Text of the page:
Thursday, April 7, 2022

Halfway to the Waterhole

I once heard a story about a museum in Australia that was displaying Aboriginal Art Work. 

Learning that in Aboriginal culture, a piece of visual art was a story, a map, directions for a choreography walking “the songlines,” they invited the artists to perform their dance for the Exhibit Opening. But being Westerners, everything was organized according to a schedule and each event on the schedule had a time limit. Five minutes for this speaker, two minutes for that one, ten minutes for the dance, etc. 


As the dancers began dancing the painting, all was well until the ten minutes projected time limit had expired and the dancers showed no signs of stopping. The museum officials got increasingly nervous and uptight, thinking “It’s running over schedule!” until finally, fifteen minutes in, one of them got up and said to the lead dancer, “I'm sorry, but the time’s up. You have to stop.” The dancer looked back incredulously and exclaimed, “Stop? But we're only halfway to the waterhole!!”


And there you have it. Life run by ticking clocks and life run by Spirit time, when something is over when it’s over. My grandson Malik, at 6 years old, has been craving a watch and this last visit, we bought him one and he became the group timekeeper. It’s charming and cute, but with this story in mind, part of me thinks, “What have we done?”


I remember on one of the many memorable school camping trips a perfect day, when the teachers and kids went from one activity to another entirely based on when it felt time for each. We checked in with each other after hiking a while— “Good time for a rest?” Hiked some more. “Are we feeling hungry?” Lolling around post-lunch digesting and then, “Ready for a softball game?” Played for a while and then the group agreement, “I think one more inning is enough. It’s getting hot— let’s go down to the creek after that.” And then after some time at the creek, “Feels like time to return to camp.” It was such a rare day, when the rhythms of our bodies and our attention spans and our needs dictated the timing rather than the tick-tick-ticking of the watch.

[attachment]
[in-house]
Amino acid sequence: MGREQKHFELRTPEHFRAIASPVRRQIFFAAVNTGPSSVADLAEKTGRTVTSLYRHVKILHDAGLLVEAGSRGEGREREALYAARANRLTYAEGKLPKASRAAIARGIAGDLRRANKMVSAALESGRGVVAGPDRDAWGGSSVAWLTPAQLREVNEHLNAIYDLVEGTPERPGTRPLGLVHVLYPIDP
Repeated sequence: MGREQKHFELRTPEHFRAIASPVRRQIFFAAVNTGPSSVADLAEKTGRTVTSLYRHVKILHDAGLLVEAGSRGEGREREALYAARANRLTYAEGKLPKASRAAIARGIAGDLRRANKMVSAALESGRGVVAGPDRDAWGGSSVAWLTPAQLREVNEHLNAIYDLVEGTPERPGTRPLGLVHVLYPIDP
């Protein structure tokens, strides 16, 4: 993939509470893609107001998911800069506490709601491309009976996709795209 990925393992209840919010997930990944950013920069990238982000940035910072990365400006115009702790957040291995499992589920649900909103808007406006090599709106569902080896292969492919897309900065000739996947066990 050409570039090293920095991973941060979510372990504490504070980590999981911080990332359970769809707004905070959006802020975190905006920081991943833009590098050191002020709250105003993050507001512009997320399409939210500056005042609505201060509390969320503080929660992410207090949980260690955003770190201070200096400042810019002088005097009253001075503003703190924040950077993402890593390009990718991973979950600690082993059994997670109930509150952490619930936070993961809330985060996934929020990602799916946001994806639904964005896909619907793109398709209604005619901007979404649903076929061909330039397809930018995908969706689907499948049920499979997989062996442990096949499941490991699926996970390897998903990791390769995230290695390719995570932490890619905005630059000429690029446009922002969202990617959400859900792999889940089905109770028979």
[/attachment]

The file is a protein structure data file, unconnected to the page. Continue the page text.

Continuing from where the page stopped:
This is on my mind as I prepare for my retirement party this Saturday. 45 years of service and I’m granted 45 minutes to publicly reflect and share that experience. So I’m putting together the slide show and trying out 2 seconds per slide instead of 3, but feeling it’s not the right rhythm. I’m sitting with a stopwatch timing my speech and wondering if I have to rush through sentences that deserve some space between them. I'm timing my little solo piano piece and wondering if I need to increase the tempo. The event is supposed to end at 4:00 pm and I’m the last in the three hour event (two other teachers honored before me). What should feel like Spirit time away from the clock, following the contours of the moment's artistic and ceremonial need,  has me already uptight if —God forbid!— things start to run late and I have to stop before I reach the waterhole.


Believe me, I understand the value of time limits and have gotten much, much better at honoring them. But for this particular occasion, I would wish us to lean toward the Aboriginal perspective and let me get all the way to those cool, refreshing waters. Wish me luck!


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